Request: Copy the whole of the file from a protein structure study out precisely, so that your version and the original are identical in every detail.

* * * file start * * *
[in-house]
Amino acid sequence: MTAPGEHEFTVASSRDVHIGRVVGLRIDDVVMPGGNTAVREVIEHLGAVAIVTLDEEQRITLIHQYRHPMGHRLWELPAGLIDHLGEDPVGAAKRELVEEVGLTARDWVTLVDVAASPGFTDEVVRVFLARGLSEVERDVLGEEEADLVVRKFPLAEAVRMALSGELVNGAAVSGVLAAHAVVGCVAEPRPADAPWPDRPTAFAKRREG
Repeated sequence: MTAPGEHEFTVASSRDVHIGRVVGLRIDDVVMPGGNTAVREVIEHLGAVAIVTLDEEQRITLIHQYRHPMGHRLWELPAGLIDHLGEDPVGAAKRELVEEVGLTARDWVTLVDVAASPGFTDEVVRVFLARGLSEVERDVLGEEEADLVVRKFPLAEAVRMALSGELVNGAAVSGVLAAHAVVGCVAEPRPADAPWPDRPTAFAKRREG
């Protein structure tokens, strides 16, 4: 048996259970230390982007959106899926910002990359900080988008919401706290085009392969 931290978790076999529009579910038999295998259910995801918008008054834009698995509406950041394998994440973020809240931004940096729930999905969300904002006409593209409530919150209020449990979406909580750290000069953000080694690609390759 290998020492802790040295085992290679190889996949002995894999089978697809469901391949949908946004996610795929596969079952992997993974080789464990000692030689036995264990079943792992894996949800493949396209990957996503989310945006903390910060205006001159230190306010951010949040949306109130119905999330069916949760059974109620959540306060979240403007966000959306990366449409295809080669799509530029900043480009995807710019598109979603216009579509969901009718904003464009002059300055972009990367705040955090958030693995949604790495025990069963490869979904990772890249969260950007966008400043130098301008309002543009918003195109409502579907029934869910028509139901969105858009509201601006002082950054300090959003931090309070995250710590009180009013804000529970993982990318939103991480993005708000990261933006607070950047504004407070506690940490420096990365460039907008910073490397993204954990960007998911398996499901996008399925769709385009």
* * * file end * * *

[in-house]
Amino acid sequence: MTAPGEHEFTVASSRDVHIGRVVGLRIDDVVMPGGNTAVREVIEHLGAVAIVTLDEEQRITLIHQYRHPMGHRLWELPAGLIDHLGEDPVGAAKRELVEEVGLTARDWVTLVDVAASPGFTDEVVRVFLARGLSEVERDVLGEEEADLVVRKFPLAEAVRMALSGELVNGAAVSGVLAAHAVVGCVAEPRPADAPWPDRPTAFAKRREG
Repeated sequence: MTAPGEHEFTVASSRDVHIGRVVGLRIDDVVMPGGNTAVREVIEHLGAVAIVTLDEEQRITLIHQYRHPMGHRLWELPAGLIDHLGEDPVGAAKRELVEEVGLTARDWVTLVDVAASPGFTDEVVRVFLARGLSEVERDVLGEEEADLVVRKFPLAEAVRMALSGELVNGAAVSGVLAAHAVVGCVAEPRPADAPWPDRPTAFAKRREG
């Protein structure tokens, strides 16, 4: 048996259970230390982007959106899926910002990359900080988008919401706290085009392969 931290978790076999529009579910038999295998259910995801918008008054834009698995509406950041394998994440973020809240931004940096729930999905969300904002006409593209409530919150209020449990979406909580750290000069953000080694690609390759 290998020492802790040295085992290679190889996949002995894999089978697809469901391949949908946004996610795929596969079952992997993974080789464990000692030689036995264990079943792992894996949800493949396209990957996503989310945006903390910060205006001159230190306010951010949040949306109130119905999330069916949760059974109620959540306060979240403007966000959306990366449409295809080669799509530029900043480009995807710019598109979603216009579509969901009718904003464009002059300055972009990367705040955090958030693995949604790495025990069963490869979904990772890249969260950007966008400043130098301008309002543009918003195109409502579907029934869910028509139901969105858009509201601006002082950054300090959003931090309070995250710590009180009013804000529970993982990318939103991480993005708000990261933006607070950047504004407070506690940490420096990365460039907008910073490397993204954990960007998911398996499901996008399925769709385009």